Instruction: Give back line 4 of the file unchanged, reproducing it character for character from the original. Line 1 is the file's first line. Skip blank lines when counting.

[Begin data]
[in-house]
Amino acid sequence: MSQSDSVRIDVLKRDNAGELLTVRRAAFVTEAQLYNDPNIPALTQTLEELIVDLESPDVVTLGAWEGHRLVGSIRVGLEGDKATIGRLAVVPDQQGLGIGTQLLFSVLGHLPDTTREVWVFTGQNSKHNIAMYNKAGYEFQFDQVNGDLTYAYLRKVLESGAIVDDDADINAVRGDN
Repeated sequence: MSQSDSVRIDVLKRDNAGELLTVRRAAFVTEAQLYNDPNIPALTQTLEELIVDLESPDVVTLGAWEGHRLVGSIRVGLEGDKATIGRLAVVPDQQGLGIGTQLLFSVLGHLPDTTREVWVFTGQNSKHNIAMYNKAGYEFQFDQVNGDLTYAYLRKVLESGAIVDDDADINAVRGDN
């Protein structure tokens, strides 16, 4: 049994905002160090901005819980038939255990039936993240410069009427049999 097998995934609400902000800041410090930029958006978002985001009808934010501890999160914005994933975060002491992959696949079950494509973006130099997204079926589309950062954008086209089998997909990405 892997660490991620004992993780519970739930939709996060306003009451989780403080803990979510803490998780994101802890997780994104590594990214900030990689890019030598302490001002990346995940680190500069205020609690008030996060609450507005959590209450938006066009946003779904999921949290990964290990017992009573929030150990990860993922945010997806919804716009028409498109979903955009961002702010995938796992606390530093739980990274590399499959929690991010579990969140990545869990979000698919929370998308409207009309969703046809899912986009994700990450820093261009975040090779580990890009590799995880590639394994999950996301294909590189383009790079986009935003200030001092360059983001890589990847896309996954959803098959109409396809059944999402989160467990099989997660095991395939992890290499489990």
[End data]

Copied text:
């Protein structure tokens, strides 16, 4: 049994905002160090901005819980038939255990039936993240410069009427049999 097998995934609400902000800041410090930029958006978002985001009808934010501890999160914005994933975060002491992959696949079950494509973006130099997204079926589309950062954008086209089998997909990405 892997660490991620004992993780519970739930939709996060306003009451989780403080803990979510803490998780994101802890997780994104590594990214900030990689890019030598302490001002990346995940680190500069205020609690008030996060609450507005959590209450938006066009946003779904999921949290990964290990017992009573929030150990990860993922945010997806919804716009028409498109979903955009961002702010995938796992606390530093739980990274590399499959929690991010579990969140990545869990979000698919929370998308409207009309969703046809899912986009994700990450820093261009975040090779580990890009590799995880590639394994999950996301294909590189383009790079986009935003200030001092360059983001890589990847896309996954959803098959109409396809059944999402989160467990099989997660095991395939992890290499489990």